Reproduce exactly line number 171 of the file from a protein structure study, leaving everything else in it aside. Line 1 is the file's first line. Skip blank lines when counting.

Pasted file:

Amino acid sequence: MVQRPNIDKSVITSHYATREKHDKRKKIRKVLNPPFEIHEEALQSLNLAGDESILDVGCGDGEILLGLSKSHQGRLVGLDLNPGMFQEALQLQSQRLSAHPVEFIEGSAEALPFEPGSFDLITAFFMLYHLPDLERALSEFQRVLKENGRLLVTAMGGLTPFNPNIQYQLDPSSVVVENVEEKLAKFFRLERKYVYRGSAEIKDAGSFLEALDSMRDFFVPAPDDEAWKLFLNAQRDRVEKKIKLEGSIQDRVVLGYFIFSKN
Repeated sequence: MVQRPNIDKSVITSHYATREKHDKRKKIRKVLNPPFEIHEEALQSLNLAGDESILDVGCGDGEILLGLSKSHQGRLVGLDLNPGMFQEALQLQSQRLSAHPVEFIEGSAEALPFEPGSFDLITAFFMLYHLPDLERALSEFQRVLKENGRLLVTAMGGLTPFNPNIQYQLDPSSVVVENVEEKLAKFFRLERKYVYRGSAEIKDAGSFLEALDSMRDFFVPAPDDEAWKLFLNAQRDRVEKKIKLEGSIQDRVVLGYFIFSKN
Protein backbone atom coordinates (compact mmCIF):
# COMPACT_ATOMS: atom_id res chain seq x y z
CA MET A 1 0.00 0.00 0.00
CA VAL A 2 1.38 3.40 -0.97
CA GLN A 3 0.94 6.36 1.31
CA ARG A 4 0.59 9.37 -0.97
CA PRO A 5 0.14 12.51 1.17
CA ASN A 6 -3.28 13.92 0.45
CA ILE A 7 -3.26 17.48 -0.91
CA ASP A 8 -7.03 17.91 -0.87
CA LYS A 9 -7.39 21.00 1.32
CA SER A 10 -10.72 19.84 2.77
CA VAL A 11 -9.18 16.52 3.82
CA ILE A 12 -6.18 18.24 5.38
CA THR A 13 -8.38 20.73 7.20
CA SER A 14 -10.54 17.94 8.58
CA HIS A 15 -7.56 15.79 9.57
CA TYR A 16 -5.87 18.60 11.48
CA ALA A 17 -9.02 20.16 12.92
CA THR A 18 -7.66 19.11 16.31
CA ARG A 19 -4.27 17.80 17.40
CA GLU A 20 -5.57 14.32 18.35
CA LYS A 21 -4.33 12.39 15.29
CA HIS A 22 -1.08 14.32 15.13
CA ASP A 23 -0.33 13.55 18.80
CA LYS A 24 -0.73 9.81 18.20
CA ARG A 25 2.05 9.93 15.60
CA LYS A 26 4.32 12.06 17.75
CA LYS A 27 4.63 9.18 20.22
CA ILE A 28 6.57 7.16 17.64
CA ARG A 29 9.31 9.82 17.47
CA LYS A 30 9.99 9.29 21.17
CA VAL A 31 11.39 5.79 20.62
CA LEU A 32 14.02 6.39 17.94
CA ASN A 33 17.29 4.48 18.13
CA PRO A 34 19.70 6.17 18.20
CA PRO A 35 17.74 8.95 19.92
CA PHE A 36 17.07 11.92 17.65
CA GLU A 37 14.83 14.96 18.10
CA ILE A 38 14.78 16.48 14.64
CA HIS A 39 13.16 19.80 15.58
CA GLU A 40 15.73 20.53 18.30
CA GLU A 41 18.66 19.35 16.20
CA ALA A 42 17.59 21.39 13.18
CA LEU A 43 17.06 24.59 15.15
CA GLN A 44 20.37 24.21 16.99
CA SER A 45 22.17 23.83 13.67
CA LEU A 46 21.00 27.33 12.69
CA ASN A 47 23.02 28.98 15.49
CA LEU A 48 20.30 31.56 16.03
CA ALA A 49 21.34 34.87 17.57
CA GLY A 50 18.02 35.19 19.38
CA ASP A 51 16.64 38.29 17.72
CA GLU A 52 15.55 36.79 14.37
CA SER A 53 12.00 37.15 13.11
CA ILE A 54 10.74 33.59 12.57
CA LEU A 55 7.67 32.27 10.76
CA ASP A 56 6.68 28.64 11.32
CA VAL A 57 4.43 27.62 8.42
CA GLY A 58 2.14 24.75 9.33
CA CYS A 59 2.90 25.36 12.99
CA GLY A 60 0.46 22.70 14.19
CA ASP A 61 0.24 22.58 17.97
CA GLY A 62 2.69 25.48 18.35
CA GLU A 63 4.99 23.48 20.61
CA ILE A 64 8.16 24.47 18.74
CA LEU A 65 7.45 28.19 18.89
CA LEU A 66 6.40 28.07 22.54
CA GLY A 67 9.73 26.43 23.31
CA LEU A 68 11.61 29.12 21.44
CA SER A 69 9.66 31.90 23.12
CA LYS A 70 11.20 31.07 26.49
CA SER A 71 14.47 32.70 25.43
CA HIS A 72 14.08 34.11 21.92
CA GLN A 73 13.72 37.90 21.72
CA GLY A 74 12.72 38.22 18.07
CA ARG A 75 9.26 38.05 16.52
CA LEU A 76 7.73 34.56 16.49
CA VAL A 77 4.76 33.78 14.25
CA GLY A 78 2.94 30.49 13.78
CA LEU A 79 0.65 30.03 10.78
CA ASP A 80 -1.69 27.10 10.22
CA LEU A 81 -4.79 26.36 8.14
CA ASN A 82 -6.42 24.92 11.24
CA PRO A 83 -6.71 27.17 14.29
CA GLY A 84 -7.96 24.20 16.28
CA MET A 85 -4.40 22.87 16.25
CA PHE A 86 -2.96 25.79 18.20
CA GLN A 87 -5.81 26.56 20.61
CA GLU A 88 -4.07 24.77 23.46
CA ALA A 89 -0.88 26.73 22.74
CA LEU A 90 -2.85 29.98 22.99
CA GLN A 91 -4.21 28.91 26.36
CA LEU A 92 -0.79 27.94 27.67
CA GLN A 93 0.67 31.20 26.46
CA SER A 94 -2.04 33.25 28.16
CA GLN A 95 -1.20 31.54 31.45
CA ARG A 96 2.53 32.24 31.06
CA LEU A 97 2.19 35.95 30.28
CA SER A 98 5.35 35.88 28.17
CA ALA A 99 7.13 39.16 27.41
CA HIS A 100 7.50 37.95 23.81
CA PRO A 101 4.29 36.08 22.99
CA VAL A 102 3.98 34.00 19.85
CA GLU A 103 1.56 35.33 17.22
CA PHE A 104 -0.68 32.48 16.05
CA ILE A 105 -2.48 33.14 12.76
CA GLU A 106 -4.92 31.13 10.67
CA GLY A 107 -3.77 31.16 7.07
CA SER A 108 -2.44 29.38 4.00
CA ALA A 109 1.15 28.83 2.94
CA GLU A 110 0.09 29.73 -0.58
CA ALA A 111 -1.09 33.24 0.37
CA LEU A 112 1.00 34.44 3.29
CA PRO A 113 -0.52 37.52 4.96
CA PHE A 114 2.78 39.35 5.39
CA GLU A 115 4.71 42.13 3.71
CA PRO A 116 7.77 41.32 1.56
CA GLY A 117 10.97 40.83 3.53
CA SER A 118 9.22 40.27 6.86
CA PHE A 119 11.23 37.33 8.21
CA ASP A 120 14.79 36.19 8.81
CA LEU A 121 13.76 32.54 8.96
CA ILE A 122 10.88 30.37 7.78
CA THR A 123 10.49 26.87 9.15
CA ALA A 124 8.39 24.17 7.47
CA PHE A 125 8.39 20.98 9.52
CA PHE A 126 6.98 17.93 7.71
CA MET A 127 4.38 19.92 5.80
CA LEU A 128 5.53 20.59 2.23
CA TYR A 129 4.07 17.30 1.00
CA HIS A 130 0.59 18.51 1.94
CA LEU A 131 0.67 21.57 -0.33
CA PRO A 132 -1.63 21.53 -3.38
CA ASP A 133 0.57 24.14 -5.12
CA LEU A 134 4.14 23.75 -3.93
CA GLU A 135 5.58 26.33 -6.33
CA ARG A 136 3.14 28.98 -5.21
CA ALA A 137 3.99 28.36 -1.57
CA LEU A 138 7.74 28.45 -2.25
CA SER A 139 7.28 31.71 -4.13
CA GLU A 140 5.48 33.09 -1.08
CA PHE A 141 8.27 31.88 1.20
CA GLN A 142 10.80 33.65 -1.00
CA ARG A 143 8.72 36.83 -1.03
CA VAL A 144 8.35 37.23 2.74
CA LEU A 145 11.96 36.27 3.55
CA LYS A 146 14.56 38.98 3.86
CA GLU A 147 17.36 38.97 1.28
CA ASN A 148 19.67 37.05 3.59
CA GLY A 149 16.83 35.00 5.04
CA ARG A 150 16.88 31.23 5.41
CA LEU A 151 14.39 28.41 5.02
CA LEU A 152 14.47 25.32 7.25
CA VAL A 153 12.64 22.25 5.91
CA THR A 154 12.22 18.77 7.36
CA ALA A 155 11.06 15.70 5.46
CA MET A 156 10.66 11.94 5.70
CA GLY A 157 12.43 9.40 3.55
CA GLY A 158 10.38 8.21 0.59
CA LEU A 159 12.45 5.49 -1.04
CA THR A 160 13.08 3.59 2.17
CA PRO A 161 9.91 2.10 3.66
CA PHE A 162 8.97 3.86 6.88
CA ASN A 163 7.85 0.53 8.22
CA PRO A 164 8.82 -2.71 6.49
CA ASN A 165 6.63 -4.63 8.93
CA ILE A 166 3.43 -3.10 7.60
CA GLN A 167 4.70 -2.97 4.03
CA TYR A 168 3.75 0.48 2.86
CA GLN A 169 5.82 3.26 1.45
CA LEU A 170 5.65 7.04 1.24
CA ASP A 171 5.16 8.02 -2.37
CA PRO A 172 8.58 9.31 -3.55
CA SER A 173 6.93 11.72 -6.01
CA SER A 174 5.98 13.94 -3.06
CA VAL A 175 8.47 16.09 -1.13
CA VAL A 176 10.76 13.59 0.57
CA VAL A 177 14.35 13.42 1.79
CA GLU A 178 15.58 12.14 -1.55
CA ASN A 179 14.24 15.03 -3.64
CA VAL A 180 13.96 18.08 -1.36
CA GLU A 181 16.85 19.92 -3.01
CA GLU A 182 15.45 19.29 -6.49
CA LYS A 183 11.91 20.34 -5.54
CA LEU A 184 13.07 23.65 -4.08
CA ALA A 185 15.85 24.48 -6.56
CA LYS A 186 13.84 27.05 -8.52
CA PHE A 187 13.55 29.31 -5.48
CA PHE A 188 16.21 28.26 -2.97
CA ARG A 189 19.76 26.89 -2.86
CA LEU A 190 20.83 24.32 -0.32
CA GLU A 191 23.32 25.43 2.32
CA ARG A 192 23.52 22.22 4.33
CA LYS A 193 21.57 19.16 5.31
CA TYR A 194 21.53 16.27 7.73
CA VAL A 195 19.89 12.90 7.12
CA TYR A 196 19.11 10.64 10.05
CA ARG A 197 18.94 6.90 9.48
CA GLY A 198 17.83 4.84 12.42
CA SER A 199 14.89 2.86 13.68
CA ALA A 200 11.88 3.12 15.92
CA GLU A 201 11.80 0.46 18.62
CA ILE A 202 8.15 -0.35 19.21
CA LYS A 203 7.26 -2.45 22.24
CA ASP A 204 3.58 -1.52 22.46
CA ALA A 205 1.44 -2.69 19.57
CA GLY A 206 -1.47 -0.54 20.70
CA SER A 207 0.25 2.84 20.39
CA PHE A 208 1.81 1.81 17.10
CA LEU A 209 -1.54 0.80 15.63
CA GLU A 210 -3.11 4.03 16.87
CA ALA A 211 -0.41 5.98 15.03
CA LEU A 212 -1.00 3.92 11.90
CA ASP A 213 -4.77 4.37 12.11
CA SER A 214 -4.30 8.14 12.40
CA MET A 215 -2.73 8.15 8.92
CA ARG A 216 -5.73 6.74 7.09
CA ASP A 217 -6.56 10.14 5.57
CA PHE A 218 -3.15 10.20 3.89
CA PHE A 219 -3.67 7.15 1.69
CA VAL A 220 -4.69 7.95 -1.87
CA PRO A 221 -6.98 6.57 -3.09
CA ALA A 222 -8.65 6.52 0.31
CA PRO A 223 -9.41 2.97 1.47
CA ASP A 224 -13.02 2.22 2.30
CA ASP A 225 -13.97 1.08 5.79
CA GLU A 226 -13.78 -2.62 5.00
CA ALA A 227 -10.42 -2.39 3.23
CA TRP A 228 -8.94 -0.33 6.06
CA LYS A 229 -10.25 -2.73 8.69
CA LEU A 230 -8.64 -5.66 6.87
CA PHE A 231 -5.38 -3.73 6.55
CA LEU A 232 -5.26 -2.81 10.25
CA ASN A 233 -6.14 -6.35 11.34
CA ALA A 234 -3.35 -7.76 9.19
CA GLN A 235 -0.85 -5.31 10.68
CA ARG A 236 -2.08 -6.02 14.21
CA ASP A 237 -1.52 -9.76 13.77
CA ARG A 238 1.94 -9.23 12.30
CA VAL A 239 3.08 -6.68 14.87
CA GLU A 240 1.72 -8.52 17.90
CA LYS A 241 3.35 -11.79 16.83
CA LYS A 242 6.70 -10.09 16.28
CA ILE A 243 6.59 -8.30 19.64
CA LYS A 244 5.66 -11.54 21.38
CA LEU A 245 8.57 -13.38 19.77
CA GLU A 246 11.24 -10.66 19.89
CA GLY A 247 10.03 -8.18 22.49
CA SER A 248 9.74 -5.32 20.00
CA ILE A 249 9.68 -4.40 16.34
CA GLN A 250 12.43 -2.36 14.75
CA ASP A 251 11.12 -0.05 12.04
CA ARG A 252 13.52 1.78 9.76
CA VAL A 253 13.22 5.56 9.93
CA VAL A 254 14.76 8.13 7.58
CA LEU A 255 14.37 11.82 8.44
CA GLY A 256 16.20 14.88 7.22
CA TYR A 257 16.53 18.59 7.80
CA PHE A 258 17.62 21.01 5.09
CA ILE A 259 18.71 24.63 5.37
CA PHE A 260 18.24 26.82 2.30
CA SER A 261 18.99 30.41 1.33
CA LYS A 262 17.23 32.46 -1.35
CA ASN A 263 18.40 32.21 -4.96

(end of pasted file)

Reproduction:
CA GLN A 167 4.70 -2.97 4.03